Duplessis Orphans

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The Duplessis Orphans (French: les Orphelins de Duplessis) were the victims of a scheme in which approximately 20,000 orphaned children[1] were falsely certified as mentally ill by the government of the province of Quebec, Canada, and confined to psychiatric institutions.[2]

Overview[edit]

Orphanages and schools were the financial responsibility of the provincial government, but funding for mental institutions was provided by the federal government of Canada. Beginning in the 1940s and continuing into the 1960s, Quebec Premier Maurice Duplessis, in cooperation with the Roman Catholic Church which ran the orphanages, developed a scheme to obtain federal funding for thousands of children, most of whom had been "orphaned" through forced separation from their unwed mothers. In some cases the Catholic orphanages were re-labelled as health-care facilities and in other cases the children were shipped from orphanages to existing insane asylums.[3] Years later, long after these institutions were closed, the children who had survived them and become adults began to speak out about the harsh treatment and sexual abuse they endured at the hands of some members of institutions and medical personnel. [4][5][6]

Legal recourse in the 1990s[edit]

By the 1990s, there remained about 3,000 survivors and a large group formed to start a campaign. They called themselves the Duplessis Orphans after Maurice Duplessis, the Premier of Quebec during that time whose government was responsible for their plight. In addition to government and Church responsibility, the College of Physicians of Quebec came under fire after some of the orphans found copies of their medical records that had been falsified. Labelled as mentally deficient, many of these children were subjected to a variety of drug testing and used in other medical experiments.[7] Released upon reaching the legal age of maturity, they were uneducated and ill-equipped to cope with life as adults.[citation needed]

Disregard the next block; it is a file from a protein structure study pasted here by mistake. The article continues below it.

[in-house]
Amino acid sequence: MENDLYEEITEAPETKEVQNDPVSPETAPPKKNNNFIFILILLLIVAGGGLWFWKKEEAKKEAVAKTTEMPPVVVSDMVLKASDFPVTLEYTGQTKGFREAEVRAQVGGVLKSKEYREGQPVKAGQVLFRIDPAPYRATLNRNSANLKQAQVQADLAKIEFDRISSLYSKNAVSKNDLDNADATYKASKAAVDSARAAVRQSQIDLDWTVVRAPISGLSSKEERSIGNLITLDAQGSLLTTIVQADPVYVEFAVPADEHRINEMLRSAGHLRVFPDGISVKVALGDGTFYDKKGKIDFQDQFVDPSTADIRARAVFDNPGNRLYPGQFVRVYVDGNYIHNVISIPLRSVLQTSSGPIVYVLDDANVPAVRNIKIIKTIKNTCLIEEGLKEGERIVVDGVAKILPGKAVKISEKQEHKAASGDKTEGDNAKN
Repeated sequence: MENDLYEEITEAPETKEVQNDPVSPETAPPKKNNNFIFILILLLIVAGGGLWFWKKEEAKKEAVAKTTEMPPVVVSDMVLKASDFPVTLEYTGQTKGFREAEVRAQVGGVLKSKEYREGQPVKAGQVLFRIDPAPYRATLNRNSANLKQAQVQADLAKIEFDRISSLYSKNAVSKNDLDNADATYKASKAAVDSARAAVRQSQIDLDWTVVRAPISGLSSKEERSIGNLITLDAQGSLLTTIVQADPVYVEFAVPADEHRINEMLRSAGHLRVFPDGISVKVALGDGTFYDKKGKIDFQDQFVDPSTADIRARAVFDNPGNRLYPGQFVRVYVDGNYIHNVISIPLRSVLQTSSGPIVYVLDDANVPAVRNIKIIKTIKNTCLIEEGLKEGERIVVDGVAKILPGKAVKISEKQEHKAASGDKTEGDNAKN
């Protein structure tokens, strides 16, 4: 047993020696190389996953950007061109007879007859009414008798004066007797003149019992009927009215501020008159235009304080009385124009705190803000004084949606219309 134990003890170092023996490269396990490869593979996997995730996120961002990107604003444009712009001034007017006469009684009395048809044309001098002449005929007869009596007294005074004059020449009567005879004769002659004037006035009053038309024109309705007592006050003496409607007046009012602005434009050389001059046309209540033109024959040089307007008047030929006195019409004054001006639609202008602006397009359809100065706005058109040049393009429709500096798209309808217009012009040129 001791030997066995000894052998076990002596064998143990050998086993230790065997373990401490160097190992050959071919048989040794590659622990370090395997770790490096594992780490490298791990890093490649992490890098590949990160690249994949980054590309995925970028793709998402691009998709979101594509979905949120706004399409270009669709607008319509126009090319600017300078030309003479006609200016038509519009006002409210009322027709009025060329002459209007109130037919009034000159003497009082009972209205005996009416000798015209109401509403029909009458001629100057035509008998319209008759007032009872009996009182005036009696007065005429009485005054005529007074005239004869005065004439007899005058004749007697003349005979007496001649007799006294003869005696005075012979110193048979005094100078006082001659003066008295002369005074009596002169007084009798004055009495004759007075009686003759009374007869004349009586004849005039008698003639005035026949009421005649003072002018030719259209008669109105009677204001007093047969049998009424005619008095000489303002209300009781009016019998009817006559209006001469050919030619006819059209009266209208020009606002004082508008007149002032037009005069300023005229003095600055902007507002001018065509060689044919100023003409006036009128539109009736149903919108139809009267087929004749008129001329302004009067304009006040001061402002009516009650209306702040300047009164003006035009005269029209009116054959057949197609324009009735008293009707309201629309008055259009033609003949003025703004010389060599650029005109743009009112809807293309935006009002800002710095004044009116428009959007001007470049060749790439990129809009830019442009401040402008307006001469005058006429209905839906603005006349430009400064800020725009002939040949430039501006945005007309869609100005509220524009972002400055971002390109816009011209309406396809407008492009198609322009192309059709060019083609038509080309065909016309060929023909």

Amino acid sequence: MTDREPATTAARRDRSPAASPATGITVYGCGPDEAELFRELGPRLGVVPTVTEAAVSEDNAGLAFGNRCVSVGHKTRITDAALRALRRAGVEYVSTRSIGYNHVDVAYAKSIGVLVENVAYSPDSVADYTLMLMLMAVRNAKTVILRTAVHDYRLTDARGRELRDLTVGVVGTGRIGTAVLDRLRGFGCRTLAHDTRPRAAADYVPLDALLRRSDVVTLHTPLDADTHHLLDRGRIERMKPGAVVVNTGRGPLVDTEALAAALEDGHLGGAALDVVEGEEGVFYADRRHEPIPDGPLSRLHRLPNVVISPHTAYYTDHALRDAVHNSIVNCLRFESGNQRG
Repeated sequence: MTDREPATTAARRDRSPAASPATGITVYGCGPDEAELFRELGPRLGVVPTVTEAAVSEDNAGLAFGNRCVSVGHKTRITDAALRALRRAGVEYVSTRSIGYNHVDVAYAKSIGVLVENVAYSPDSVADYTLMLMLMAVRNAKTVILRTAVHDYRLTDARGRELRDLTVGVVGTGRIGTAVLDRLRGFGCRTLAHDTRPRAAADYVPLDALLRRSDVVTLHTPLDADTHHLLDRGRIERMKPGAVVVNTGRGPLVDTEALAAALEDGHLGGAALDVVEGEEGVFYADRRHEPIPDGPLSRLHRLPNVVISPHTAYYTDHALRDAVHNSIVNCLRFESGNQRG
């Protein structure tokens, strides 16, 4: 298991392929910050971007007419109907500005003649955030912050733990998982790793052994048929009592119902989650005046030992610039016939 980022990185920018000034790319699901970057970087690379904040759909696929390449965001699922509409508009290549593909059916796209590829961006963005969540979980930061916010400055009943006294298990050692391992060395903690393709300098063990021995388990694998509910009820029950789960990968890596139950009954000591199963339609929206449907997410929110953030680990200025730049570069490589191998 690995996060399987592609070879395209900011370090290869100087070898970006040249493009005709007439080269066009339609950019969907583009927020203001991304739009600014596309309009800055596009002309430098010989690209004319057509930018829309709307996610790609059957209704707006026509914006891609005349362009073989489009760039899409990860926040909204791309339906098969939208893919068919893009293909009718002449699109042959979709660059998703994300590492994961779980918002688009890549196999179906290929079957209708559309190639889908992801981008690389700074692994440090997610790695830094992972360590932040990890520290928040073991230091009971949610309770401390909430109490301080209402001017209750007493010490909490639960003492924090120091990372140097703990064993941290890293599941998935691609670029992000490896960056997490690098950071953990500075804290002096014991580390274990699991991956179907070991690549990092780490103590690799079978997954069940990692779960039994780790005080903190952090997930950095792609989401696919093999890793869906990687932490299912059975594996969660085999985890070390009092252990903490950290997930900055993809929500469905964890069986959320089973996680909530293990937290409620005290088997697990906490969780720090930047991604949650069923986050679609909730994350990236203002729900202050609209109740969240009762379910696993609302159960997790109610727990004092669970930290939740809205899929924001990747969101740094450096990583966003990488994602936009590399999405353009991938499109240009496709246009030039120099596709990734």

At first, the government of Quebec stonewalled them, but after they started gaining widespread publicity in March 1999, the Parti Québécois government made a token offer of approximately $1,000 as full compensation to each of the victims. The offer was rejected and the government was harshly criticized by the public and even the provincial Ombudsman, Daniel Jacoby, came out saying that the government's handling of the situation had trivialized the abuse the victims alleged [8] Nevertheless, the government still refused to hold an inquiry. In 2001, the claimants received an increased offer from the Quebec government for a flat payment of $10,000 per person, plus an additional $1,000 for each year of wrongful confinement to a mental institution.[9] The offer amounted to approximately $15,000 per orphan; however, it was limited to each of the surviving 1,100 orphans the government had labeled as mentally deficient, but did not include any compensation for victims of sexual or other abuse.

The offer was accepted by those eligible while the remainder received nothing.[citation needed] The vote on the offer was taken by a show of hands in a closed-door session overseen by Committee chief, the author Bruno Roy, one of very few orphans who enjoyed a successful career following the traumatic experience of youth detention. The results of the vote were later bitterly contested by a group which believed the victims should have received more.[10] Many believe that justice was not done and criminal wrongdoing was allowed to go unpunished.[11]

The Quebec Government declined to prosecute the criminal cases.[12] Opponents of the judgment led by Rod Vienneau of Joliette, Quebec, pointed out that bureaucrats processing the applications for compensation were in many cases being paid over $1,000 per day of work,[13] whereas the orphans themselves received the same amount for an entire year of their childhood confined illegally to insane asylums.

Fate of the remains[edit]

In 2004, members of the "Duplessis Orphans" asked the Quebec government to unearth an abandoned cemetery in the east end of Montreal which they believed held the remains of orphans who may have been the subject of medical experiments. According to testimony by individuals who were at the Cité de St-Jean-de-Dieu insane asylum, the orphans were routinely experimented upon and many died. The group wants the government to exhume the bodies so that autopsies may be performed.[14]

Books[edit]

  • "Les enfants de Duplessis" (Duplessis Children) March 1 1991, by Pauline Gill
  • "Les fous crient au secours" (The mad cry for help) 1961, by Jean-Charles Pagé
  • "Naître rien: Des orphelins de Duplessis, de la crèche à l'asile." 2002 by Rose Dufour, Brigitte Garneau

See also[edit]

References[edit]

External links[edit]